Katherine Parr, 1512 – 1548

Henry’s final wife was a bit of a change for Henry VIII. Instead of the young, vivacious coquette he had pursued in the past, he chose a well-educated, studious two-time widow. She was lively and loved the arts, attractive qualities to Henry even in his advanced age. Katherine accepted Henry’s proposal as a matter of duty and honor, despite being in love with Thomas Seymour. Perhaps learning from Catherine Howard’s mistake, Katherine Parr ended her relationship with Seymour and tended to the ailing Henry. History notes that Katherine is the “one who survived,” praised by Henry as “so faithful a spouse.”

These Surprising Facts Make The Six Wives Of Henry VIII Extra Relatable
Katherine Parr’s ‘Prayers and Meditations.’ (1550).

Katherine Parr Was An Author

In 1545, Katherine, an intellect fluent in several languages, published Prayers or Meditations, the first book in English published by an English woman using her own name. She wrote several other books centered on religion. She would anonymously publish English translations of Latin psalms. After Henry VIII’s death, and when it was reasonably safe, she revealed herself as a Protestant with her last publication in 1547, Lamentations of a Sinner, making an argument that faith alone could achieve salvation. This would have been an executable offense during Henry’s time, but Catherine was savvy enough to know when the time was right.

These Surprising Facts Make The Six Wives Of Henry VIII Extra Relatable
Princess Elizabeth gifted this book to Katherine Parr. Bodleian Library. Public Domain.

Katherine Parr Loved a Good Book

Katherine Parr was an intellect. She loved to read and was close to Princess Elizabeth due to their shared intellectual curiosity. When Elizabeth was 11, she gifted Katherine’s own Prayers or Meditations translated into French, Italian, and Latin. But Katherine’s love for reading tread in dangerous territory. She read banned Protestant books on religious reform. Katherine was playing with fire, literally. She held study sessions among her ladies to discuss scriptures and owned several Protestant-based books banned in England. This was a time when even having the books in your possession could result in one less head or a very crispy tan.

These Surprising Facts Make The Six Wives Of Henry VIII Extra Relatable
King Henry VIII and Katherine Parr. William Kearney (c. 1830). Public Domain

Katherine Parr Could Have Been The Next Victim of Henry VIII

Katherine came very close to meeting the same fate as Anne Boleyn and Catherine Howard. Henry VIII conveniently found out about Katherine’s banned books. Katherine had a heads-up about a warrant for her arrest. She understandably broke down (it’s not like a rage-filled Henry VIII was known for his mercy). She quickly thought her way out of her mess. Henry met with Katherine to let her know she was overstepping her expected boundaries when it came to religious discourse. She appealed to his ego, saying she was arguing with his stance only to learn from him, and to help take his mind off of his health and other troubles. It worked. He said they were once again perfect friends, and revoked Katherine’s warrant.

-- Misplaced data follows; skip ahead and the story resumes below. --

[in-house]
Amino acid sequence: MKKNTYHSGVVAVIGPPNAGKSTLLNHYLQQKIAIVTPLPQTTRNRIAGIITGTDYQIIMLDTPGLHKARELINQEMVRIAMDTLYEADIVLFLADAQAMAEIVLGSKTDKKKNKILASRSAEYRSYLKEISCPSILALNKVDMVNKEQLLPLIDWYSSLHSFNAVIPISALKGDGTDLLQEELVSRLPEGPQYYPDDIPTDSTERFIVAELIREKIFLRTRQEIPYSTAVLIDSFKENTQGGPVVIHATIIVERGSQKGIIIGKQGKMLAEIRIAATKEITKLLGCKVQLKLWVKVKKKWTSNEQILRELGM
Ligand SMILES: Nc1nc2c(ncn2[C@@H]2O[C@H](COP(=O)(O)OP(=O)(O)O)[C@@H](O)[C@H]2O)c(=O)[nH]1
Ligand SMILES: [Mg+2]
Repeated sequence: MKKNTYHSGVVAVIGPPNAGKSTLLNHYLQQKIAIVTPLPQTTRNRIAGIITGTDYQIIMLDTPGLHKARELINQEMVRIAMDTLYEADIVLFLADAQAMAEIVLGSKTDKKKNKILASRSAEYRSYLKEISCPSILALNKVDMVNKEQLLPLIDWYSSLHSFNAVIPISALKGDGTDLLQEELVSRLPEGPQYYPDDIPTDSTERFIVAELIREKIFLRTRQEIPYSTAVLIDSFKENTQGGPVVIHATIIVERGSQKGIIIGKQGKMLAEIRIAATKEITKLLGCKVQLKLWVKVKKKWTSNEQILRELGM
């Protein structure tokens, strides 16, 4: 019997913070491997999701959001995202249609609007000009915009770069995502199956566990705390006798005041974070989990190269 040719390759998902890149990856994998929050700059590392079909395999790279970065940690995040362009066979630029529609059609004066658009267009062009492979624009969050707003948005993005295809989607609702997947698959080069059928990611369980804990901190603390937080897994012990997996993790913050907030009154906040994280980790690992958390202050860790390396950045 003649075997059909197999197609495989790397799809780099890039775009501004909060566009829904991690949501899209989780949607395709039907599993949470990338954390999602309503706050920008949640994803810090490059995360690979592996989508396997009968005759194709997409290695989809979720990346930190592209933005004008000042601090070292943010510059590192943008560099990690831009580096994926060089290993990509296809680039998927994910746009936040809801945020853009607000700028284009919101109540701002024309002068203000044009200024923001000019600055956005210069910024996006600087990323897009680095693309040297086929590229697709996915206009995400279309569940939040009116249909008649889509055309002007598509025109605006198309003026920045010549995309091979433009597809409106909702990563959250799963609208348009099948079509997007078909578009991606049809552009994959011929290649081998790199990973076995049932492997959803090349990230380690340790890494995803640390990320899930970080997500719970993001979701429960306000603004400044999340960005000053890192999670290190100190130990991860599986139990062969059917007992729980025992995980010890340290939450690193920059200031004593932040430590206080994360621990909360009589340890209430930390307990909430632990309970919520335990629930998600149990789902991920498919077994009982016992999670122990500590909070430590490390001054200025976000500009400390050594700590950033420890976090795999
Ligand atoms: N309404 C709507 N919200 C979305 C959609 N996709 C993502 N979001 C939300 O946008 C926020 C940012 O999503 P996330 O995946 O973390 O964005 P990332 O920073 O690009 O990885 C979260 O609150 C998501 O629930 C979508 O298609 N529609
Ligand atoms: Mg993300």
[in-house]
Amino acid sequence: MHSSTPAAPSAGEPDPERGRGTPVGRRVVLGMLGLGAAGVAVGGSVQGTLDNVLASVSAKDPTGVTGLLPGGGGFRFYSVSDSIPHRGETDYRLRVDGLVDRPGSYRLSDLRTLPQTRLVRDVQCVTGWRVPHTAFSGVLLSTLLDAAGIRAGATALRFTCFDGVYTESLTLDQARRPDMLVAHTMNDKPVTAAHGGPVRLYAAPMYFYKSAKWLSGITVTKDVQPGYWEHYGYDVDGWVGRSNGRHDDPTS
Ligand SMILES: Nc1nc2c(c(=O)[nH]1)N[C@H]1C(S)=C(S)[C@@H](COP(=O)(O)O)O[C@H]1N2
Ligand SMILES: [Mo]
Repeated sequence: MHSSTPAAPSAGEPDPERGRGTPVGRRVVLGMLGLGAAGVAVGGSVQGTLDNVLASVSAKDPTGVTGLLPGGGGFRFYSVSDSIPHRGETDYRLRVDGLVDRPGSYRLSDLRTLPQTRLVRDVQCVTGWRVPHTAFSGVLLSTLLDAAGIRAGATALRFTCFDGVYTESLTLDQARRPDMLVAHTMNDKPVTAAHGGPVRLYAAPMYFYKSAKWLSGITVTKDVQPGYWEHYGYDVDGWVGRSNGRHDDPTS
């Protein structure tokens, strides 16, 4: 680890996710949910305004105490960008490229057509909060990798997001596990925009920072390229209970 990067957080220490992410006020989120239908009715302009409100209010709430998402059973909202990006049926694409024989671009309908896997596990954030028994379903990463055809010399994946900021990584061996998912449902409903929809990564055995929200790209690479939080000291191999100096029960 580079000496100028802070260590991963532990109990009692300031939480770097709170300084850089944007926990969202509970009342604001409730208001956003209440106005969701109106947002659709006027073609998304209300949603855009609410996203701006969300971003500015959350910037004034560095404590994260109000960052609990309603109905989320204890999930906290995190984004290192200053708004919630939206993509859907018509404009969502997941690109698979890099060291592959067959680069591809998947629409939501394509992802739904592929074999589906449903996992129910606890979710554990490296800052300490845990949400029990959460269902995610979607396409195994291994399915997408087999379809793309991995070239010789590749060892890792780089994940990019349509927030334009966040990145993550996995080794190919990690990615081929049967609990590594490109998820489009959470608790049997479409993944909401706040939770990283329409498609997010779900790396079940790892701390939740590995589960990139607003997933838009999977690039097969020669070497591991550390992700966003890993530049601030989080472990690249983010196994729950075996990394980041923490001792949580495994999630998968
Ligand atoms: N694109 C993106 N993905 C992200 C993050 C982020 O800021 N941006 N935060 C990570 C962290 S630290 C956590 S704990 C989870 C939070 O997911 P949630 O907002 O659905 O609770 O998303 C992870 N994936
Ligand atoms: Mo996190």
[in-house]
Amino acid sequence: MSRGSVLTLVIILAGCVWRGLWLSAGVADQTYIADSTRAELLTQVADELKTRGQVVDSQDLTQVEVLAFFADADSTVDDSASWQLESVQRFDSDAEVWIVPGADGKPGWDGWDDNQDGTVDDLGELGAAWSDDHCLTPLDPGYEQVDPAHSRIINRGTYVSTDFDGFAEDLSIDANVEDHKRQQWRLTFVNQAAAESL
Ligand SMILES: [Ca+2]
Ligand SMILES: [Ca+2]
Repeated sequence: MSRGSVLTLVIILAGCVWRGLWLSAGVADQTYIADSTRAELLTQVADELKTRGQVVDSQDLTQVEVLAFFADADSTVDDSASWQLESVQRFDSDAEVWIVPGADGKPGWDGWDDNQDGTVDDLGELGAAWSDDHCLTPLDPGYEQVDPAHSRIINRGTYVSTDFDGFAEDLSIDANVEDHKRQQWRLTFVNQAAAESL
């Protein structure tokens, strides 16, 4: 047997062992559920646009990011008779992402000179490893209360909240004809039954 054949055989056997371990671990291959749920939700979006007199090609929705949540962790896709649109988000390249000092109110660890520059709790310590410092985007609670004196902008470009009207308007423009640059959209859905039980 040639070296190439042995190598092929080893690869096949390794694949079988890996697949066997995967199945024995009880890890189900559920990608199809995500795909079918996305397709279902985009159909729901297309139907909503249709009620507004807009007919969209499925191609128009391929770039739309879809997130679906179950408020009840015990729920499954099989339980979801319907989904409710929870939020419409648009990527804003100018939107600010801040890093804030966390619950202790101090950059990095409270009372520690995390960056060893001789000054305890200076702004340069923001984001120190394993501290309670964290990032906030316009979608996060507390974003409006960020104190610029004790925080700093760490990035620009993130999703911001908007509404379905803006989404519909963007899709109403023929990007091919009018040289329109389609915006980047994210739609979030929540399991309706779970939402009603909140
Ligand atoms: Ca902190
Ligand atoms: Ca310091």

These Surprising Facts Make The Six Wives Of Henry VIII Extra Relatable
Princess Elizabeth. Public Domain

Katherine Parr Built a Nice Household

Before Henry VIII passed, he named Katherine as custodian to 13-year-old Princess Elizabeth. Elizabeth moved in with Katherine and her new husband, Thomas Seymour, Jane Seymour’s brother. Katherine’s quick marriage after Henry’s death was a scandal and resulted in her having a more distant place in the new King Edward’s life. But she made a home with Seymour and Elizabeth. The couple also took in Lady Jane Grey, who would become notorious in her own right. When Katherine became pregnant in late 1547 or early 1548, the household was full and happy. But the idyllic marriage was thrown for a loop when Seymour began getting creepy with Princess Elizabeth.

These Surprising Facts Make The Six Wives Of Henry VIII Extra Relatable
Thomas Seymour. Public Domain

Katherine Parr’s Husband Was Terrible

Katherine Parr had a stomach-churning problem, aside from her pregnancy. Her husband was playing a new game with Princess Elizabeth, surprising the girl in bed and tickling her. Katherine dismissed this as innocent horseplay, sometimes even joining the ‘fun.’ In one notorious play time, Seymour cut young Elizabeth’s night dress to shreds. The ‘fun’ ended when Catherine caught Seymour and Elizabeth embracing. Katherine sent Elizabeth away from her home, never to meet again. Katherine died soon after giving birth to her daughter, Mary. She outlived three husbands but never reconciled with the stepdaughter who would become Queen.

Where did we find this stuff? Here Are Our Sources:

Anne Boleyn used flirtation, fertility, and faith to seduce Henry VIII. Staff, National Geographic 30 December 2020.

Anne of Cleves: Henry VIII’s most successful queen? Tracy Borman, BBC History Magazine. September 2015

Archaeologists unearth foundations of Wolf Hall, where Henry VIII fell for Jane Seymour. Meilan Solly, Smithsonian Magazine. 4 October 2018.

Catherine Parr as a Woman of Letters. C. Fenno Hoffman, Jr. Huntington Library Quarterly, 1960, vol 23(4), pp. 349 – 360).

How Anne Boleyn Lost her Head. Pia Catton, 9 April 2020.

Six Wives: The queens of Henry VIII. David Starkey (2004). Harper Collins.

The Six Wives of Henry VIII. Alison Weir (2018). Grove Press.

Tragic facts about Catherine of Aragon, Henry VIII’s first wife. Christine Tran, Factinate, (n.d.)

Tudor Blackwork Embroidery: History on Blackwork Embroidery. THL Lynne Fairchild, Society for Creative Anachronism. 23 August 2014.

When Catherine of Aragon led England’s armies to victory over Scotland. Meilan Solly, Smithsonian Magazine, 14 October 2020.